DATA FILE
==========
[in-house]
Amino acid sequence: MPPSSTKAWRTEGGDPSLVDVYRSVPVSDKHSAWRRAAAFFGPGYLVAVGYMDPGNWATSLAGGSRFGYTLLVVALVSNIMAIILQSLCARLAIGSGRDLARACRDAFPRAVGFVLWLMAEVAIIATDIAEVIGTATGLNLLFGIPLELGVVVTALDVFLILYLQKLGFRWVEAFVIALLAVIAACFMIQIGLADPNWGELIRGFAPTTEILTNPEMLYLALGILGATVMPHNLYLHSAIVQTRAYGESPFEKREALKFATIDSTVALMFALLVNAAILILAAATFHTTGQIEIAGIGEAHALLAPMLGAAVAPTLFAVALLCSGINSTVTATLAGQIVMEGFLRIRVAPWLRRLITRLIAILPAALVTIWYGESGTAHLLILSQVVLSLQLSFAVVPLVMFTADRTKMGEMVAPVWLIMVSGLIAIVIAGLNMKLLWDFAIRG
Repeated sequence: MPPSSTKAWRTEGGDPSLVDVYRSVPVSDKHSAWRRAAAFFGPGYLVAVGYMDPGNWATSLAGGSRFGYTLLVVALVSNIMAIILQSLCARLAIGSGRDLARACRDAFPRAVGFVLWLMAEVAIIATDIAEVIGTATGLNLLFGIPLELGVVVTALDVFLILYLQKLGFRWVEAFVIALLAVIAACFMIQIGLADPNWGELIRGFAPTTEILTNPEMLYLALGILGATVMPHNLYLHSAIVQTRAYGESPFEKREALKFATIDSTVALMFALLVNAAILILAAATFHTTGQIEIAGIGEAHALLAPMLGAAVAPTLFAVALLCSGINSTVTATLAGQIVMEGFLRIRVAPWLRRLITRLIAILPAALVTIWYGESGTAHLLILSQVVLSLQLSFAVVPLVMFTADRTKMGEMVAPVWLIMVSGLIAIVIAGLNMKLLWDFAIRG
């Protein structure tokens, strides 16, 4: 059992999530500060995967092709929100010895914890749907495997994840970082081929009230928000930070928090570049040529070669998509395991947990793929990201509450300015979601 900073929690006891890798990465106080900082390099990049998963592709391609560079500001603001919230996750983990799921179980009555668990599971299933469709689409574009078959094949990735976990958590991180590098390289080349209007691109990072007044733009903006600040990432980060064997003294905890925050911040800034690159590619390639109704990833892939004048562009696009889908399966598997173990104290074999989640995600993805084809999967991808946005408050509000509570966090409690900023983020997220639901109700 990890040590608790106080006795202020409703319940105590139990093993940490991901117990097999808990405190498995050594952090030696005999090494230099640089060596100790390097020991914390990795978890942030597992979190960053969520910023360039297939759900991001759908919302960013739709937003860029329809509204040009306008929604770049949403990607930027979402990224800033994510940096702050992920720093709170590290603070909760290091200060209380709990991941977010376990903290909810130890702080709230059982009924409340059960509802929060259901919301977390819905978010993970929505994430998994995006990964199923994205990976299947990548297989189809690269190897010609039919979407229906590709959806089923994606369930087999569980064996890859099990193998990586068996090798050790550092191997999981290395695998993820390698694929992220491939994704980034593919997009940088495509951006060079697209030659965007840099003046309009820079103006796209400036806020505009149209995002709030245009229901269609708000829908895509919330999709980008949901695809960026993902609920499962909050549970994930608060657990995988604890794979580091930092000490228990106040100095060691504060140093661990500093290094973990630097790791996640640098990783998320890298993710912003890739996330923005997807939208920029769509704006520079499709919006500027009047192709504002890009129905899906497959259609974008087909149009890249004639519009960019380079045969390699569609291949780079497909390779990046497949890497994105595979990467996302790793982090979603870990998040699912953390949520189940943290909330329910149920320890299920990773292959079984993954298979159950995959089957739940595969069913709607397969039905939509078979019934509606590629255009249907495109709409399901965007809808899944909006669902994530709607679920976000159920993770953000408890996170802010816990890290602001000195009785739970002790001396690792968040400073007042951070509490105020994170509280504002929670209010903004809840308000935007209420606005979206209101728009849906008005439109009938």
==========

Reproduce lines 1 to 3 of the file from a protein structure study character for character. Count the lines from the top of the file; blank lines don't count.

[in-house]
Amino acid sequence: MPPSSTKAWRTEGGDPSLVDVYRSVPVSDKHSAWRRAAAFFGPGYLVAVGYMDPGNWATSLAGGSRFGYTLLVVALVSNIMAIILQSLCARLAIGSGRDLARACRDAFPRAVGFVLWLMAEVAIIATDIAEVIGTATGLNLLFGIPLELGVVVTALDVFLILYLQKLGFRWVEAFVIALLAVIAACFMIQIGLADPNWGELIRGFAPTTEILTNPEMLYLALGILGATVMPHNLYLHSAIVQTRAYGESPFEKREALKFATIDSTVALMFALLVNAAILILAAATFHTTGQIEIAGIGEAHALLAPMLGAAVAPTLFAVALLCSGINSTVTATLAGQIVMEGFLRIRVAPWLRRLITRLIAILPAALVTIWYGESGTAHLLILSQVVLSLQLSFAVVPLVMFTADRTKMGEMVAPVWLIMVSGLIAIVIAGLNMKLLWDFAIRG
Repeated sequence: MPPSSTKAWRTEGGDPSLVDVYRSVPVSDKHSAWRRAAAFFGPGYLVAVGYMDPGNWATSLAGGSRFGYTLLVVALVSNIMAIILQSLCARLAIGSGRDLARACRDAFPRAVGFVLWLMAEVAIIATDIAEVIGTATGLNLLFGIPLELGVVVTALDVFLILYLQKLGFRWVEAFVIALLAVIAACFMIQIGLADPNWGELIRGFAPTTEILTNPEMLYLALGILGATVMPHNLYLHSAIVQTRAYGESPFEKREALKFATIDSTVALMFALLVNAAILILAAATFHTTGQIEIAGIGEAHALLAPMLGAAVAPTLFAVALLCSGINSTVTATLAGQIVMEGFLRIRVAPWLRRLITRLIAILPAALVTIWYGESGTAHLLILSQVVLSLQLSFAVVPLVMFTADRTKMGEMVAPVWLIMVSGLIAIVIAGLNMKLLWDFAIRG